Hard News by Russell Brown

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Hard News: Who Guards the Guardian?

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  • Craig Ranapia,

    Because that’s what Glenn Greenwald, who brought the story to The Guardian, demanded

    Yeah, and I still wish Rushbridger had told Greenwald "publish elsewhere and be damned then." I know letting a massive scoop walk out the door goes against every instinct in a good newspaper editor's body (and Rushbridger's one of the greats), but as you say, Russell, a big part of the impact and authority of any newspaper is taking the time to get a story right rather than right now.

    North Shore, Auckland • Since Nov 2006 • 12370 posts Report Reply

  • Kyle Matthews,

    Because that’s what Glenn Greenwald, who brought the story to The Guardian, demanded

    It does make some sense, when viewed in light of this line from the Auletta piece:

    Heywood had learned about the most recent revelation when Guardian reporters called British authorities for comment; he warned Rusbridger that the Guardian was in possession of stolen government documents. “We want them back,” he said. Unlike the U.S., Britain has no First Amendment to guard the press against government censorship. Rusbridger worried that the government would get a court injunction to block the Guardian from publishing not only the G.C.H.Q. story but also future national-security stories.

    Who knows if that would have been successful, but possibly better to get something out there so an injunction would serve less purpose?

    Since Nov 2006 • 6243 posts Report Reply

  • Robert Harvey,

    Off-topic, but Alan Rusbridger's book, 'Play It Again', can be recommended to all who are learning or who enjoy playing piano. He tackles one of Chopin's more difficult works (1st Ballade, Opus 23) at the same time as the Wikileaks, Arab Spring and NewsOfTheWorld issues were making headlines and consuming his days and nights.

    Westmere • Since Nov 2006 • 57 posts Report Reply

  • Craig Ranapia, in reply to Kyle Matthews,

    Who knows if that would have been successful, but possibly better to get something out there so an injunction would serve less purpose?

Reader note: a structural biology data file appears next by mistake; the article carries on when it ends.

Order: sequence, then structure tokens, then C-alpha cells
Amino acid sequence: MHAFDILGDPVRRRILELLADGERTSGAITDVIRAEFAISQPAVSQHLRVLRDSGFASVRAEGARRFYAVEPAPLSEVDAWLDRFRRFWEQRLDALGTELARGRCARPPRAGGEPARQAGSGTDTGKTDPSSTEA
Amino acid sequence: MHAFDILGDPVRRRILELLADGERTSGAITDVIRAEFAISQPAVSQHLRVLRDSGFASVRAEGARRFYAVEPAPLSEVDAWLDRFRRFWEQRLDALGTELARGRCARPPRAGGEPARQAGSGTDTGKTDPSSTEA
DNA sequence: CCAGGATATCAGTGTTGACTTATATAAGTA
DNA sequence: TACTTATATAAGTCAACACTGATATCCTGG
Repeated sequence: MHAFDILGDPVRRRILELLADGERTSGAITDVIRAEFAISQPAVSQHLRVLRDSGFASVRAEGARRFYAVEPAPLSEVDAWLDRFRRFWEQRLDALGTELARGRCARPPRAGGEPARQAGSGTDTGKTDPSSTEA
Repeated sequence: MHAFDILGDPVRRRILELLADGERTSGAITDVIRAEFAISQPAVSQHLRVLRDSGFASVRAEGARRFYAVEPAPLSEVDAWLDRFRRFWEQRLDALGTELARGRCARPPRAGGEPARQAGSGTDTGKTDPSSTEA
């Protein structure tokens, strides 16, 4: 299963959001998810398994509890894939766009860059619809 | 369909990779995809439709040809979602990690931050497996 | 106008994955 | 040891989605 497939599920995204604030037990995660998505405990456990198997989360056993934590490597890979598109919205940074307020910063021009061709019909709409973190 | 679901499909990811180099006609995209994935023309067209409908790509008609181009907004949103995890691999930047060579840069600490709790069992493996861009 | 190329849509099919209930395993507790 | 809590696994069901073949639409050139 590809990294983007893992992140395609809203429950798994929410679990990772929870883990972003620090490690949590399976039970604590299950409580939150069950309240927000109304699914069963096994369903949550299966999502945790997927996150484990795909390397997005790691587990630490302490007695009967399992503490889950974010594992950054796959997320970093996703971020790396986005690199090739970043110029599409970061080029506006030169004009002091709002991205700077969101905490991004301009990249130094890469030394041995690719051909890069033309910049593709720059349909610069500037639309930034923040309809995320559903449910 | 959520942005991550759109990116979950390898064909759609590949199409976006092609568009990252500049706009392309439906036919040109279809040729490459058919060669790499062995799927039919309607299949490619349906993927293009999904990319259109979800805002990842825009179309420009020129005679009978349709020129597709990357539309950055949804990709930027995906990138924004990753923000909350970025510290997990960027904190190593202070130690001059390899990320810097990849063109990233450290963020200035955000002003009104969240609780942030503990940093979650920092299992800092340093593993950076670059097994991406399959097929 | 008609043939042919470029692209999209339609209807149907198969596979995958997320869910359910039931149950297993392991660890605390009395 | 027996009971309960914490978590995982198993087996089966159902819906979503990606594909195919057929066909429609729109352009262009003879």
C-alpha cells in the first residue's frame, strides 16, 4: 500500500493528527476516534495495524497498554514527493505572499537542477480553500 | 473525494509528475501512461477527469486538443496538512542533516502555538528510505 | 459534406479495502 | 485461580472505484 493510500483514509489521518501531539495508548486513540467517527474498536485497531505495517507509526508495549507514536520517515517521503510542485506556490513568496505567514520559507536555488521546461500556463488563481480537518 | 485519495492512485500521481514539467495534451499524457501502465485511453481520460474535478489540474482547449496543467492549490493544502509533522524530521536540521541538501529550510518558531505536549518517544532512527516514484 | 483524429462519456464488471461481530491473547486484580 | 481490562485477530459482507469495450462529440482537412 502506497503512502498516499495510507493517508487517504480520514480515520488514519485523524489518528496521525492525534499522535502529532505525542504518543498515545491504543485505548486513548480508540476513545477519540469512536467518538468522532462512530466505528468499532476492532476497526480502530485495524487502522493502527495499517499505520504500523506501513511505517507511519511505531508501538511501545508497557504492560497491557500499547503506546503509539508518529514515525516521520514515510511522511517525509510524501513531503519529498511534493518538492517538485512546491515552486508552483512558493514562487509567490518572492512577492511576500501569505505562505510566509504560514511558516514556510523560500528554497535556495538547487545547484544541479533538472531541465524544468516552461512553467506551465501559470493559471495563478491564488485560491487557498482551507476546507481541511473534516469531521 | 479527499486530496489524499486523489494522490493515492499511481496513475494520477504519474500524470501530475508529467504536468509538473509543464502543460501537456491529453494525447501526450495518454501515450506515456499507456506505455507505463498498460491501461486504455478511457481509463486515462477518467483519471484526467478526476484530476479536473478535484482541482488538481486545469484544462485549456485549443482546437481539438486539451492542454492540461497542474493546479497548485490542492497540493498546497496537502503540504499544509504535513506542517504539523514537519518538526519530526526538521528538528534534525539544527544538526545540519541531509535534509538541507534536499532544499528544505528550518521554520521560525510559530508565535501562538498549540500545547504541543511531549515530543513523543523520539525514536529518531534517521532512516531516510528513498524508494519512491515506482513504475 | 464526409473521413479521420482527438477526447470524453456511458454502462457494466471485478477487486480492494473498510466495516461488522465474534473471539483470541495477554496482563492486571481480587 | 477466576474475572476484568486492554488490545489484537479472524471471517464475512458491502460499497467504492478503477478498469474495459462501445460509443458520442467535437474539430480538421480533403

No, not really. If that injunction had come down anyway, and all Rushbridger had on the record was those pretty weak initial stories what "purpose" would have been served? I know this is anathema to the "publish and let someone else be damned" wing of the Assange cult, but under Rushbridger's leadership The Guardian has run stories they've had to take the time to get right, because getting them wrong in the home of libel tourism and Carter Ruck could have been fatal.

    North Shore, Auckland • Since Nov 2006 • 12370 posts Report Reply

  • John Elijah,

    Enjoy your work Russell

    Hawkes Bay • Since Oct 2013 • 5 posts Report Reply

  • Russell Brown, in reply to Kyle Matthews,

    Who knows if that would have been successful, but possibly better to get something out there so an injunction would serve less purpose?

    In Britain, I don't think it would have made sense to tip off the government for just that reason. I'm more thinking of the benefits of knuckling down for two or three months and presenting a really indestructible story, with appropriate infographics. As it was that first Prism story didn't really make it clear what Prism was. And the one that followed, the NSA call database story, left out the quite important context that Sy Hersh had broken that story in (from memory) 1997, leading to an ACLU lawsuit -- but it was still going on. By comparison, the later stories that Guardian journalists have had time to work on have much more focus.

    Auckland • Since Nov 2006 • 22747 posts Report Reply

  • Russell Brown, in reply to John Elijah,

    Enjoy your work Russell

    Thank you! Nice Gravatar you have there.

    Auckland • Since Nov 2006 • 22747 posts Report Reply

  • Geoff Lealand,

    Good writing, Russell. I would be happy to pay an on-line sub for the Guardian, in return for years of daily online delivery.

    Screen & Media Studies, U… • Since Oct 2007 • 2537 posts Report Reply

  • Rich of Observationz,

    They still own half of Trader Media Group, which is still I think a major cash cow, and various other media investments (the company that started Big Bruv was Guardian-owned at the time).

    I suspect that the loss of advertising from a paywall would outweigh any revenue, and the influence of the paper would slump. Paywalls only work where there is a large body of readers with a professional need for the paper and a company willing to pay (like the Wall St Journal & FT, which have both been available in various online subscription formats for over 20 years).